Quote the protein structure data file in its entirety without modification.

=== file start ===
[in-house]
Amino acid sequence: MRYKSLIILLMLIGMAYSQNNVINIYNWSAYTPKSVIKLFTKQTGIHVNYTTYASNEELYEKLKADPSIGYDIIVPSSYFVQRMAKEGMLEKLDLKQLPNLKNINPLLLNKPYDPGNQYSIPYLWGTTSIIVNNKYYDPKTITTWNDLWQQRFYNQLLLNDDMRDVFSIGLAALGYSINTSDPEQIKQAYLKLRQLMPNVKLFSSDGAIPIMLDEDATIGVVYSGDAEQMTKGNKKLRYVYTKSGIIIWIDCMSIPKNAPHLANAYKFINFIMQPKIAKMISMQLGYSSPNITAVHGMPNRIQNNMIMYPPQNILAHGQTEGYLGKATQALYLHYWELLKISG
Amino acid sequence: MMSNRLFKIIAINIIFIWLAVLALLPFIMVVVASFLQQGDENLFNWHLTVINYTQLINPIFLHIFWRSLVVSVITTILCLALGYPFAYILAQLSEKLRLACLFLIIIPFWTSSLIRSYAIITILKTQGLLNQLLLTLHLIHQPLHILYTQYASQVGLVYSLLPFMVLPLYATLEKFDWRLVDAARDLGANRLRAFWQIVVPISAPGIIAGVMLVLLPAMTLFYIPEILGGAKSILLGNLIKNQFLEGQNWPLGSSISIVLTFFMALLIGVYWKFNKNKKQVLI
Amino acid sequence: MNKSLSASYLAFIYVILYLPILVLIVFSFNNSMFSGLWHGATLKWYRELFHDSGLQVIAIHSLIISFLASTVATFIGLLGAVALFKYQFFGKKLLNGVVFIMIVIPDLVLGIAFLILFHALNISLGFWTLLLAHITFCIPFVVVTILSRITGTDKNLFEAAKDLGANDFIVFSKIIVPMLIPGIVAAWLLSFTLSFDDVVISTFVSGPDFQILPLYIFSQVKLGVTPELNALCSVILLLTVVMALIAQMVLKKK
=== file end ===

[in-house]
Amino acid sequence: MRYKSLIILLMLIGMAYSQNNVINIYNWSAYTPKSVIKLFTKQTGIHVNYTTYASNEELYEKLKADPSIGYDIIVPSSYFVQRMAKEGMLEKLDLKQLPNLKNINPLLLNKPYDPGNQYSIPYLWGTTSIIVNNKYYDPKTITTWNDLWQQRFYNQLLLNDDMRDVFSIGLAALGYSINTSDPEQIKQAYLKLRQLMPNVKLFSSDGAIPIMLDEDATIGVVYSGDAEQMTKGNKKLRYVYTKSGIIIWIDCMSIPKNAPHLANAYKFINFIMQPKIAKMISMQLGYSSPNITAVHGMPNRIQNNMIMYPPQNILAHGQTEGYLGKATQALYLHYWELLKISG
Amino acid sequence: MMSNRLFKIIAINIIFIWLAVLALLPFIMVVVASFLQQGDENLFNWHLTVINYTQLINPIFLHIFWRSLVVSVITTILCLALGYPFAYILAQLSEKLRLACLFLIIIPFWTSSLIRSYAIITILKTQGLLNQLLLTLHLIHQPLHILYTQYASQVGLVYSLLPFMVLPLYATLEKFDWRLVDAARDLGANRLRAFWQIVVPISAPGIIAGVMLVLLPAMTLFYIPEILGGAKSILLGNLIKNQFLEGQNWPLGSSISIVLTFFMALLIGVYWKFNKNKKQVLI
Amino acid sequence: MNKSLSASYLAFIYVILYLPILVLIVFSFNNSMFSGLWHGATLKWYRELFHDSGLQVIAIHSLIISFLASTVATFIGLLGAVALFKYQFFGKKLLNGVVFIMIVIPDLVLGIAFLILFHALNISLGFWTLLLAHITFCIPFVVVTILSRITGTDKNLFEAAKDLGANDFIVFSKIIVPMLIPGIVAAWLLSFTLSFDDVVISTFVSGPDFQILPLYIFSQVKLGVTPELNALCSVILLLTVVMALIAQMVLKKK